`--- In m68HC11@m68H..., "Gabe " <Gabemejia@m...> wrote:`

>

> does anyone know how to print a decimal number to the screen:

>

The example you gave is not entirely clear, but I'm assuming that you

have a 8-bit or 16-bit integer value (say, in a register or memory

location) that you wish to output in base-10 decimal notation rather

than base-16 hexadecimal notation. Hence, the value 90 hex (9 * 16 +

0) would display as "144" and the value 8E hex (8 * 16 + 14) would

display as "142".

There are two common approaches to solving this problem, each with

their own pros and cons. Method #1 involves creating a table of

decimal divisors, like this:

Power10 DW 10000,1000,100,10,1

then convert your number using this (pseudocode) algorithm:

Index = 0

While (Number < Power10[Index])

Index = Index + 1

While (Index < 5)

Digit = Number / Power10[Index]

Number = Remainder of above division

Digit = Digit + $30 ;$30 = ASCII "0"

Output <ASCDigit>

Index = Index + 1

For a 8- or 16-bit <Number>, the above can be done quite easily using

HC11 assembly language. The total number of instructions would be

approximately 2x to 2.5x the number of pseudocode statements shown above.

The other common method does not require a power-of-10 lookup table

and is somewhat more efficient, but has the disadvantage of converting

the number backwards, requiring that the converted digits be saved to

memory or some buffer until the number is fully converted and ready

for display. This method works like this:

Index = 0

Do

Number = Number / 10

Digit = Remainder of above division (e.g. Number MOD 10)

Buffer[Index] = Digit + $30 ;$30 = ASCII "0"

Index = Index + 1

Until (Number = 0)

Do

Index = Index - 1

Output <Buffer[Index]>

Until (Index = 0) Either of the above algorithmns can be easily implemented in HC11

assembly language, esp. since the HC11 provides a convenient 16-bit

IDIV integer division instruction. Hopefully, you are familiar enough

with the HC11 instruction set so you can take the pseudocode

algorithmns above and translate them into assembly language (I have,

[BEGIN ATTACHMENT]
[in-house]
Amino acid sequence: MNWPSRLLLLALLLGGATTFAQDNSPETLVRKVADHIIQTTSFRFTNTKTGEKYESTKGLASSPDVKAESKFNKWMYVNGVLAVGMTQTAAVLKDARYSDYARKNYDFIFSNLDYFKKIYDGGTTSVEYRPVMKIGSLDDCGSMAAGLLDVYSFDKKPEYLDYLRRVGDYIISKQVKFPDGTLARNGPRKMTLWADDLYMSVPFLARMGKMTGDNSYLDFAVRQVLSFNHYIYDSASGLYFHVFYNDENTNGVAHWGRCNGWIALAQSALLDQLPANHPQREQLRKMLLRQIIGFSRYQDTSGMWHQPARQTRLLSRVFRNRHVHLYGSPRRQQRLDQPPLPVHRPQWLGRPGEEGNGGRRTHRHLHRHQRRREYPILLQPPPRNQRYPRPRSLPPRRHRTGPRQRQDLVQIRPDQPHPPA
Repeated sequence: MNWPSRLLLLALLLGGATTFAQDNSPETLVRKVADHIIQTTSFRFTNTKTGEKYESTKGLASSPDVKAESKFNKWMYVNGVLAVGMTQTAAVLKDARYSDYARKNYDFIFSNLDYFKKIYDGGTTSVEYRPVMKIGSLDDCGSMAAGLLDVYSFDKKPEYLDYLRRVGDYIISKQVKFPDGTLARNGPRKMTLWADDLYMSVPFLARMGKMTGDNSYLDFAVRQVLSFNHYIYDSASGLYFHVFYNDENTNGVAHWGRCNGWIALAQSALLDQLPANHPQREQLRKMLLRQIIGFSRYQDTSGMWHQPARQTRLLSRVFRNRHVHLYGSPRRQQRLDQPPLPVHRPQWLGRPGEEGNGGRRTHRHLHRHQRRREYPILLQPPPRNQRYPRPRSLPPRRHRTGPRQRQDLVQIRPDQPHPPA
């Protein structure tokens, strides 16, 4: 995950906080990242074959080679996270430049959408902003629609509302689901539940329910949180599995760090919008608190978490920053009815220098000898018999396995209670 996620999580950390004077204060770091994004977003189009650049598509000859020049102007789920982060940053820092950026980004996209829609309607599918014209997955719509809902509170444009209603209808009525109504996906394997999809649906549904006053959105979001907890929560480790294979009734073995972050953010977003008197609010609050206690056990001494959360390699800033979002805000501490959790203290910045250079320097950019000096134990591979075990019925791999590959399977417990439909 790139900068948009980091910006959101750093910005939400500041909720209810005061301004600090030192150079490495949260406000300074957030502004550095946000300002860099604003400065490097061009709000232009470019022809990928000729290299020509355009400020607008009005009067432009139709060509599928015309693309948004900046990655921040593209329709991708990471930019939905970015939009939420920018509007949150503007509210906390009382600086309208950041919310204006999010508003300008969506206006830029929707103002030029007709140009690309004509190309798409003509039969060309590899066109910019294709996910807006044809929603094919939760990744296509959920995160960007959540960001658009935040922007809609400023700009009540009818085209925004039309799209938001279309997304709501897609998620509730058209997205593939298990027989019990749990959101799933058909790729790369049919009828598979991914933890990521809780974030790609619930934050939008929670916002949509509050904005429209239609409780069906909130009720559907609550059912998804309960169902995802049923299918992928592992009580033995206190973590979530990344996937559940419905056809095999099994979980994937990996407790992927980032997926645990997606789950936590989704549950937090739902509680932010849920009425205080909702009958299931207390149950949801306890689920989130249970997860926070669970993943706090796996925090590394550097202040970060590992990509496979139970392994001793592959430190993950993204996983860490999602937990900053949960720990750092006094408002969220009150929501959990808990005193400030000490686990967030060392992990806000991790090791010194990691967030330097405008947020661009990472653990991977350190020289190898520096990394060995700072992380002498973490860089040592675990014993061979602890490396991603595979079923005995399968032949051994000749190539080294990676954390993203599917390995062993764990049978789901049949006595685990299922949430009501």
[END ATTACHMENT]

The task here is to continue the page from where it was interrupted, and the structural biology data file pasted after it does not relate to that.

on numerous occasions ;) This task is left as a "excercise for the

student".

>

> does anyone know how to print a decimal number to the screen:

>

The example you gave is not entirely clear, but I'm assuming that you

have a 8-bit or 16-bit integer value (say, in a register or memory

location) that you wish to output in base-10 decimal notation rather

than base-16 hexadecimal notation. Hence, the value 90 hex (9 * 16 +

0) would display as "144" and the value 8E hex (8 * 16 + 14) would

display as "142".

There are two common approaches to solving this problem, each with

their own pros and cons. Method #1 involves creating a table of

decimal divisors, like this:

Power10 DW 10000,1000,100,10,1

then convert your number using this (pseudocode) algorithm:

Index = 0

While (Number < Power10[Index])

Index = Index + 1

While (Index < 5)

Digit = Number / Power10[Index]

Number = Remainder of above division

Digit = Digit + $30 ;$30 = ASCII "0"

Output <ASCDigit>

Index = Index + 1

For a 8- or 16-bit <Number>, the above can be done quite easily using

HC11 assembly language. The total number of instructions would be

approximately 2x to 2.5x the number of pseudocode statements shown above.

The other common method does not require a power-of-10 lookup table

and is somewhat more efficient, but has the disadvantage of converting

the number backwards, requiring that the converted digits be saved to

memory or some buffer until the number is fully converted and ready

for display. This method works like this:

Index = 0

Do

Number = Number / 10

Digit = Remainder of above division (e.g. Number MOD 10)

Buffer[Index] = Digit + $30 ;$30 = ASCII "0"

Index = Index + 1

Until (Number = 0)

Do

Index = Index - 1

Output <Buffer[Index]>

Until (Index = 0) Either of the above algorithmns can be easily implemented in HC11

assembly language, esp. since the HC11 provides a convenient 16-bit

IDIV integer division instruction. Hopefully, you are familiar enough

with the HC11 instruction set so you can take the pseudocode

algorithmns above and translate them into assembly language (I have,

on numerous occasions ;) This task is left as a "excercise for the

student".